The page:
- July/August 2010
- Vol. 11, No. 6
Report to Congress on Grants to Help Children Affected by Parental Substance Abuse
The Child and Family Services Improvement Act of 2006 (P.L. 109-288) provided authorization and funding to implement the Targeted Grants to Increase the Well-Being of, and to Improve the Permanency Outcomes for, Children Affected by Methamphetamine or Other Substance Abuse. In 2007, under this legislation, 53 organizations around the country were competitively awarded Regional Partnership Grants (RPGs) to implement interagency collaborations and provide integrated child welfare and substance abuse treatment services. As required by the legislation, the Children's Bureau recently completed the first Annual Report to Congress on the RPG program.
The report describes the activities and progress of the RPG program and the grantees from October 2006 through July 2008. During this time, significant accomplishments included:
- Releasing the Program Announcement and awarding funds to 53 grantees to carry out the purposes of the legislation through a broad range of program activities
- Establishing and strengthening interagency collaborative partnerships in all 53 sites to provide integrated child welfare and substance abuse treatment services
- Developing a set of 23 RPG performance data indicators representing four domain areas (children/youth, adult, family, and regional partnership/service capacity) that reflects the broad goals of the legislation and aligns with the diverse activities of the 53 RPGs
- Developing an RPG data collection and reporting system to assess the performance of the grant recipients
- Completing in-depth site visits with each of the 53 regional partnerships
- Implementing a national programmatic and evaluation technical assistance program to support the work of the 53 regional partnerships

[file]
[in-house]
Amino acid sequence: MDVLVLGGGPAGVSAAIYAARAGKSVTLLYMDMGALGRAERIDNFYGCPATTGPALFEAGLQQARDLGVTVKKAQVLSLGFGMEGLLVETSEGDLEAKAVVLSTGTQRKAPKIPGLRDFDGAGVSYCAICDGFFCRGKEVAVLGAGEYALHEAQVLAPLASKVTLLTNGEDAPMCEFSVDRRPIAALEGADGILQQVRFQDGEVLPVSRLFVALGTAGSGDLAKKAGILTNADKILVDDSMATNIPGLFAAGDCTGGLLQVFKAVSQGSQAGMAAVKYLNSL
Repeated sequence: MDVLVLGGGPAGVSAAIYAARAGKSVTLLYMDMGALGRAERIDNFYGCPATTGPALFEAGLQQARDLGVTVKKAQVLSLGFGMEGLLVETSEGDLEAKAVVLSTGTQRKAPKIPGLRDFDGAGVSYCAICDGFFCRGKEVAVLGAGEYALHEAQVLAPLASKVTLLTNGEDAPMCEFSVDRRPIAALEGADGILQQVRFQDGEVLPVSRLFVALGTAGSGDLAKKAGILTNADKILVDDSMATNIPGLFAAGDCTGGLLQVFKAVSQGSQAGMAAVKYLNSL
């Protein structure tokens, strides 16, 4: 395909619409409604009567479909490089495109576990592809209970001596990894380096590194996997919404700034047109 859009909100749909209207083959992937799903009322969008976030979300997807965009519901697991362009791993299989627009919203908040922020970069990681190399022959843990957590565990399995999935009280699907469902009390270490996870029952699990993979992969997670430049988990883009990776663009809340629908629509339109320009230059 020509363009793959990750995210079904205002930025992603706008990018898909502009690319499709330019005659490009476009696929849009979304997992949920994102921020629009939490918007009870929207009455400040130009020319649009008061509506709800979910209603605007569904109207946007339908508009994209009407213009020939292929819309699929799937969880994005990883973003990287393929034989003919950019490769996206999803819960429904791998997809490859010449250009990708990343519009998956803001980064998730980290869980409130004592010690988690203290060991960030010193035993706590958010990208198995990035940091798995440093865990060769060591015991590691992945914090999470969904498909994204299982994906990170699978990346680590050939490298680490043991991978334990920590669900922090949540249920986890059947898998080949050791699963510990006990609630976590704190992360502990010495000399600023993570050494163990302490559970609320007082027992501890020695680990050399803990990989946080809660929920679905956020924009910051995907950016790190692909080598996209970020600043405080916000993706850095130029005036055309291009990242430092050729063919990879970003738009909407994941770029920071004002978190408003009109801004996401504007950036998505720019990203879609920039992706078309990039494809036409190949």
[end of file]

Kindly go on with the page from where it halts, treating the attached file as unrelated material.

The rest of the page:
- Enrolling more than 1,800 adults and children in RPG programs
The 53 grantees developed activities and services in five broad areas: systems collaboration and improvements, substance abuse treatment linkages and services, services for children and youth, support services for parents and families, and expanded capacity to provide treatment and services to families. After only 6 months into their grants, more than half the grantees were providing a broad array of services to children and adults. During this same time period, grantees provided trainings to more than 3,500 RPG staff.
The report documents the significant progress that grantees have made in achieving their first-year program and evaluation objectives. Future reports will focus on grantees' continued progress, drawing on data from the 23 performance indicators.
To read the full report, Targeted Grants to Increase the Well-Being of, and to Improve the Permanency Outcomes for, Children Affected by Methamphetamine or Other Substance Abuse: First Annual Report to Congress, visit the Children's Bureau website:
www.acf.hhs.gov/programs/cb/pubs/targeted_grants/targeted_grants.pdf (1.14 MB)
For additional information on this cluster of grants, please go the National Center on Substance Abuse and Child Welfare website at www.ncsacw.samhsa.gov. For questions, please contact the Federal Project Officer, Elaine Stedt, at email@example.com.
Children's Bureau Express last wrote about the RPG program in "Regional Partnership Grants Strive to Improve the Lives of Children and Families Affected by Methamphetamine and Other Substance Abuse" (October 2008).